165 constituents, but not to the sn 1 and sn 2 positions or the double bond position. While t here is a general KEGG entry for the phosphatidylcholine class, C00157, there is no KEGG entry for specific PCs. In this case, searching KEGG reduces the scope of biological inference to mechanisms general to all PCs. For the Human Metabolome Database (HMDB), identifiers exist for the specific lipid molecule, for example PC(16:0/18:1( 9Z)). However, these biological inferences can be too specific (i.e., based on sn 1 and sn 2 position) and thus lead to false interpretation of the data. It is important to note that currently, while specific lipid molecules exist in databases such as LIPID MAPS and HMDB, the curated pathways predominantly contain general lipid class biology. Therefore, current biological inference in lipidomics relies either on expert opinion or on lipid class and fatty acid profile based trends. Universal chemical identifie rs, which can convert a chemical structure into a machine readable string, and vice versa, such as the widely used International Chemical Identifier (InChI)  would be extremely useful for electronic record finding of mass spectrometric based lip id annotations. InChI consists of layers, each containing additional information about the molecular structure. Many of these layers can be omitted, hence allowing for some flexibility in structural resolution. For example, layers signifying cis versus tra ns double bonds, or chirality of the lipid molecule, can be omitted, in which case any lipid isomers will be found. However, current ly InChI requires a minimum of 3 layers, one o f which is absolute bond connectivity; therefore the position of a double bond and fatty acid on the backbone cannot be left undetermined limiting application to lipidomics Chemical query languages, such as SYBYL  could be used, wi th the possibilities of storing Boolean logic, wild cards (unknown atoms and R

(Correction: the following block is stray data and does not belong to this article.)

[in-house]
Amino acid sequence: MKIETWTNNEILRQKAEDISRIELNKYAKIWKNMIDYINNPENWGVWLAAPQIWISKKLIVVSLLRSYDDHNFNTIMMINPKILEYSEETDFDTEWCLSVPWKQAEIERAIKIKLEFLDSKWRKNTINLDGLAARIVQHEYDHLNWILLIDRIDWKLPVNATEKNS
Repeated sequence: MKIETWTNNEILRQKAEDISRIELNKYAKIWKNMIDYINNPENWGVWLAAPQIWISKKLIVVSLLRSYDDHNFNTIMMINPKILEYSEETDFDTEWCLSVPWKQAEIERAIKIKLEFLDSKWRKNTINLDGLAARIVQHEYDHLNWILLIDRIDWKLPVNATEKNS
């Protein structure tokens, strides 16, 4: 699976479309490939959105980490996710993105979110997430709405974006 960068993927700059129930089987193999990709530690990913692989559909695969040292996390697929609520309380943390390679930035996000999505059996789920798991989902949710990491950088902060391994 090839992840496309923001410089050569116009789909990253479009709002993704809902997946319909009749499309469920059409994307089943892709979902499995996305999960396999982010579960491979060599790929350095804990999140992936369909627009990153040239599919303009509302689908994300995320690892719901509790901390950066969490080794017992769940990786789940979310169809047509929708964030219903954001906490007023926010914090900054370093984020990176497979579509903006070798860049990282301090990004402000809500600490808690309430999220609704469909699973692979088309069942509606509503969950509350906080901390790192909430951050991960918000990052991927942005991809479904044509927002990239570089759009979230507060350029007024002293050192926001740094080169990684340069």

166 groups), and other functionalities allowing lipid annotations to be stored in a machine readable string which can cover all the different levels of structural resolution provid ed by mass spectrometry. These identifiers are not widely implemented; in order for them to be useful they should be implemented in annotation software, databases (such as LIPID MAPS), and by chemical manufacturers. In addition to accurate lipid annotatio ns, it is important to measure lipid concentrations reproducibly in order that measurements can be compared across laboratories. Therefore, LipidMatch Quant is introduced to automate the relative quantification process. Lipid quantification is problematic due to the cost prohibitive nature and una vailability of lipid standards to cover the diverse species within a given lipidome Therefore, strategies to select the best internal standards for each lipid class are employed, in what is termed relative quant ification. LipidMatch Quant can be employed to help take into account ion ization efficiencies and ion suppression effects ; L ipidMatch Quant accomplishes this by selecting internal standards based on lipid class, lipid adduct, and lipid retention time. Following selection of internal standards, a table is generated which include s the concentration of each lipid across each sample and the respective internal standard ion used for each lipid While these algorithms are currently of great utility to the li pidomics community, t hese algorithms are not intended as a final solution to a robust and comprehensive lip idomics workflow. Furthermore, because of the complexity of the lipidome, advances in instrumental and data processing strategies in lipidomics will continue to increase the coverage and accuracy of lipid measurements. Additionally community wide effort s to advance portions of lipidomics metabolomics, and proteomics workflow s will continue